HARD NUMBERS

94,587: Mexico deported 94,587 Central American migrants last year. That’s 20,000 more than the United States sent home in 2017, but less than 40 percent of the roughly quarter-million Central Americans who transited the country on their way to the US.


37,000: Around 37,000 Chinese soccer fans bought tickets to the World Cup this year, while up to 60,000 Chinese citizens have traveled to Russia to witness the 30-day spectacle, despite China not qualifying for tournament. No word on whether the roster includes China’s #1 fan — President Xi Jinping, who has made increasing China’s prowess in the beautiful game a national priority.

40: Iran’s currency, the rial, has lost around 40 percent of its value against the dollar since the US pulled out of the Iran nuclear deal in May. The plunging value of the domestic currency, which has ratcheted up the cost of living, was a major factor in protests that hit Tehran and other Iranian cities this week.

27: Just 27 percent of families in Venezuela had continuous access to public supplies of safe drinking water in April. Decrepit pipes, hijackers, and military diversions of water in the capital, Caracas, have contributed to shortages as Venezuela’s economic collapse continues.

6: Nigeria passed India to become home to the most people living in extreme poverty in early 2018, according to a recent Brookings analysis. Six Nigerians join the ranks of the world’s poorest every minute, while poverty in India continues to fall.

Ferrera Erbognone, a small town in the northern Italian province of Pavia, is home to one of the most cutting-edge computing centers in the world: Eni's Green Data Center. All of the geophysical and seismic prospecting data Eni produces from all over the world ends up here. Now, the Green Data Center is welcoming a new supercomputing system: HPC5, an advanced version of the already powerful HPC4. Due to be completed by early 2020, HPC5 will triple the Green Data Center's computing power, from 18.6 to 52 petaflops, equivalent to 52 million billion mathematical operations per second.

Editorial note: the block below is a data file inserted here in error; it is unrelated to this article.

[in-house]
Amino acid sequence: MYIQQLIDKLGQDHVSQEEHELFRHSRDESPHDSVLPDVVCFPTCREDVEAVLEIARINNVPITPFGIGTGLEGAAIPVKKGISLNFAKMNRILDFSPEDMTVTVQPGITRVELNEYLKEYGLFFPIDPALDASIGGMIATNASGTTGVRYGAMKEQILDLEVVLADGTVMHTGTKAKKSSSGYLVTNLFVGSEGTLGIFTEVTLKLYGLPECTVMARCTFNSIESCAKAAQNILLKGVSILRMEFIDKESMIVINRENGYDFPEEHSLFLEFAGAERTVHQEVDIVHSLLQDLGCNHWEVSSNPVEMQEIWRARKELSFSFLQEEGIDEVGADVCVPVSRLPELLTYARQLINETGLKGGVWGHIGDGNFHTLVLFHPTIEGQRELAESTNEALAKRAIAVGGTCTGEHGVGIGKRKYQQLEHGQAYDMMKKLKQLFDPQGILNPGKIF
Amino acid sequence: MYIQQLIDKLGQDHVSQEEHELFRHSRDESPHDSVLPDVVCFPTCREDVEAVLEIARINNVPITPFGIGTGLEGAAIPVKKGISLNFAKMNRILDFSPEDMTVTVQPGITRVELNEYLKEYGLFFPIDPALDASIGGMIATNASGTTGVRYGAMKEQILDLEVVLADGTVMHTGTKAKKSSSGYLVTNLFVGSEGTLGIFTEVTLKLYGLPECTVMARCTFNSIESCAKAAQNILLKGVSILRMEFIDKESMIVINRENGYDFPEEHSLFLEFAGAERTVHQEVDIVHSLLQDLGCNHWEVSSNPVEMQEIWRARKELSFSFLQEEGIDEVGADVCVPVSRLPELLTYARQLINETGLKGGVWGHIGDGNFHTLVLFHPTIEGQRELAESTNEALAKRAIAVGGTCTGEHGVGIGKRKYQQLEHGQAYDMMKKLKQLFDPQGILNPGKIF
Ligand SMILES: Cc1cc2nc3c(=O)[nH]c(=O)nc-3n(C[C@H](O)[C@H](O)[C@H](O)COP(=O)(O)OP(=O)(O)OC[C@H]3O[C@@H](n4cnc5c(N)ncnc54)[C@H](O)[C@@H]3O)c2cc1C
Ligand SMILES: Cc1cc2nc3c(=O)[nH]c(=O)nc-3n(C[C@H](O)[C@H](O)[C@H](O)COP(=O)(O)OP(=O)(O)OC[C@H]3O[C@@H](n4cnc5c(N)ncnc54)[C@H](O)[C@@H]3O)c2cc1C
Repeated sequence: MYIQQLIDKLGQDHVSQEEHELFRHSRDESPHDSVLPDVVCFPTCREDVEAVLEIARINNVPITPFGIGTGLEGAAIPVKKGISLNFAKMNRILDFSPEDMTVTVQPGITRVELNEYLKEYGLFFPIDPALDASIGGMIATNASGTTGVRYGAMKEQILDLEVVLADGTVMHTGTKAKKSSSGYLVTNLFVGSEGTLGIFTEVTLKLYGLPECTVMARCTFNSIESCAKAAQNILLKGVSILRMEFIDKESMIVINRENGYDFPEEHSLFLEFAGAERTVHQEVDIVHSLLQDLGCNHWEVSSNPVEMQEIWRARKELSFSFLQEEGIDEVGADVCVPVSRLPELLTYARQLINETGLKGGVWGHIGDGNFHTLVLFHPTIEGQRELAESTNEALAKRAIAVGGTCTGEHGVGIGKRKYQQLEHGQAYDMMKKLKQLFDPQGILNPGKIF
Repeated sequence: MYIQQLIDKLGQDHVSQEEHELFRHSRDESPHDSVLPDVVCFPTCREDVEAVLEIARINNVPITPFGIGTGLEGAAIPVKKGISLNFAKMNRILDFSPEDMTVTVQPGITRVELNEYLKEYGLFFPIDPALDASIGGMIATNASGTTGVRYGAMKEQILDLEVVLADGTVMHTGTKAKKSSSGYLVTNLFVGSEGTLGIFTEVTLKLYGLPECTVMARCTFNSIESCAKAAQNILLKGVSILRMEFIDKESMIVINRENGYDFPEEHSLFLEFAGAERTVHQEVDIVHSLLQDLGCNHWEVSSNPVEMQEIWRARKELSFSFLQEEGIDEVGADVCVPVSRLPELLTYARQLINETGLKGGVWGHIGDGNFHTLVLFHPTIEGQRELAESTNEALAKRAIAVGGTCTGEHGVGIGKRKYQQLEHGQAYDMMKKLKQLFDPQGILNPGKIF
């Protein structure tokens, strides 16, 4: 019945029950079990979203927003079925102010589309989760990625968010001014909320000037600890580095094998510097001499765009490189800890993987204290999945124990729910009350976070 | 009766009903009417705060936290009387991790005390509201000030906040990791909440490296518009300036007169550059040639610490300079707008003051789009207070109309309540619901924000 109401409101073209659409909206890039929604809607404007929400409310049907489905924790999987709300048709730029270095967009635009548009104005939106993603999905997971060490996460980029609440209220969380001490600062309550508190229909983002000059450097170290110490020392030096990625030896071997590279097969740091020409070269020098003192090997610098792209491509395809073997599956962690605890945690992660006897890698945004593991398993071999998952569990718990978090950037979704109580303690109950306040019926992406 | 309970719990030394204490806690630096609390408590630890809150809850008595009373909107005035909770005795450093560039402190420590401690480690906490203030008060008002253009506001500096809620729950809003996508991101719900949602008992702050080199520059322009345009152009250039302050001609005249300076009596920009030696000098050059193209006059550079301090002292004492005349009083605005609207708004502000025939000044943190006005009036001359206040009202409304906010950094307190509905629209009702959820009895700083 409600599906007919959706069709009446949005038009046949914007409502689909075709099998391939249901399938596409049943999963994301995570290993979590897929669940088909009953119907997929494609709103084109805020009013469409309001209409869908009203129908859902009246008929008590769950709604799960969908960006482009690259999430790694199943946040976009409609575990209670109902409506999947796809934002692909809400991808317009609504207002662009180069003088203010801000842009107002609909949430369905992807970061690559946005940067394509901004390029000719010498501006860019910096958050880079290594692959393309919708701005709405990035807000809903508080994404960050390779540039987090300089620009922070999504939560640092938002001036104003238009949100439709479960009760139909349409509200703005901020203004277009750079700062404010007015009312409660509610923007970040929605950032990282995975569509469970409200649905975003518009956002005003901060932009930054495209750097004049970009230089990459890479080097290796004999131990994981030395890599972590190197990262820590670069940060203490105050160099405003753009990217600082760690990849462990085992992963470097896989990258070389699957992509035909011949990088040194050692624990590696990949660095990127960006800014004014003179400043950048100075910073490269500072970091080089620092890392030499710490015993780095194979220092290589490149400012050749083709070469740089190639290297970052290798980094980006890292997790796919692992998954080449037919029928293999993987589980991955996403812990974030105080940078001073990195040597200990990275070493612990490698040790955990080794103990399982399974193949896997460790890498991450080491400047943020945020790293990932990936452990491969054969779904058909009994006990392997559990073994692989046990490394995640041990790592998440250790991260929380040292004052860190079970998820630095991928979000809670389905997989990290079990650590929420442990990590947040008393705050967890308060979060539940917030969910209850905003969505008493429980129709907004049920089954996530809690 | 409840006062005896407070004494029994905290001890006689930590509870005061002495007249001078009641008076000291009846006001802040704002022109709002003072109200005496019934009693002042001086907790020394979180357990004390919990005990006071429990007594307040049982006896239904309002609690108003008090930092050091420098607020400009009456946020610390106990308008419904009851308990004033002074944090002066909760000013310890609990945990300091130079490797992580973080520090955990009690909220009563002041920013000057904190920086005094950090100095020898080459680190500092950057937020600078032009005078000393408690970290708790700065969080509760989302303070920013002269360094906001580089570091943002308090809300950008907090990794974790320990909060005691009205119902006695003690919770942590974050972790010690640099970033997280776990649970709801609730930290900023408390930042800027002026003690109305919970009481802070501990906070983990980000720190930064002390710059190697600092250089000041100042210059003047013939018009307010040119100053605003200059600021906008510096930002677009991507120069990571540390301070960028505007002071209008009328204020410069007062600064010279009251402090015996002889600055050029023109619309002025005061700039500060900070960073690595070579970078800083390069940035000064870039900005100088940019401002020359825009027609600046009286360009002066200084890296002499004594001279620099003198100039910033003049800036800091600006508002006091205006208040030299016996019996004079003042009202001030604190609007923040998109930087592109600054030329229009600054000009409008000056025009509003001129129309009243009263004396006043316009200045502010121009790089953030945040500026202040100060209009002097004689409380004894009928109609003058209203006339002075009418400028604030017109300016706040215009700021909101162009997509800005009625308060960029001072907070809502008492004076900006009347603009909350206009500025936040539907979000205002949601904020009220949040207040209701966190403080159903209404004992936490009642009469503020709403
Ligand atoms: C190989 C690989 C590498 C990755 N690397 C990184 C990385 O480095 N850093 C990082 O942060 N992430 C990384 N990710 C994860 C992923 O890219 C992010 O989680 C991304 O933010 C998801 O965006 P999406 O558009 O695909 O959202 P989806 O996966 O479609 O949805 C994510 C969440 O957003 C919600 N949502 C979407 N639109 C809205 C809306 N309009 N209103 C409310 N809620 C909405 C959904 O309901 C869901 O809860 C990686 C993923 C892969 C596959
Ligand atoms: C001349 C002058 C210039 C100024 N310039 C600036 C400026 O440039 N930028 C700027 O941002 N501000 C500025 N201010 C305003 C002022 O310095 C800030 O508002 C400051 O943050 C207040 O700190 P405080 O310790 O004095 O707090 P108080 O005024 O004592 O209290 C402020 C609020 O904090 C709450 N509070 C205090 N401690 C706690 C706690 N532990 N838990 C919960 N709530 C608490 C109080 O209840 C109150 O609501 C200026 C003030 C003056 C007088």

Learn more at Eniday: Energy Is A Good Story

Why is Instagram going to hide likes?

Well, one explanation is that they want to encourage healthy behavior and a like can make us addicted. Second explanation is that they get rid of the likes, they can get more of the cut in the market for influencers, who get money from advertisers, sometimes based on likes.

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This week, the process of impeaching President Trump entered the critical phase as the House of Representatives held its first public hearings. The battle lines are now drawn.

The Democrats say that there is compelling evidence that Trump withheld badly needed military to aid to an ally at war to pressure that country's government to provide him with personal political benefit by helping him discredit a political rival.

The Republicans say that the evidence comes mainly from witnesses with little or no direct contact with the president, and that the military aid was delivered to Ukraine without the Ukrainian president taking the actions Trump is alleged to have demanded.

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The fight for the Nile: In recent days, the Trump administration has tried to mediate three-way talks between Egypt, Sudan, and Ethiopia on their long-running dispute to access the waters of the Nile. In short, a 1929 treaty gave Egypt and Sudan rights to nearly all Nile waters and the right to veto any attempt by upstream countries to claim a greater share. But in 2011, Ethiopia began work on the so-called Grand Renaissance Dam on the Blue Nile tributary from where 85 percent of the Nile's waters flow. The project, due for completion next year, will be Africa's largest hydroelectric power plant. Egypt, which draws 85 percent of its water from the Nile, has made threats that raised fears of military action. We're watching as this conflict finally comes to a head early next year.

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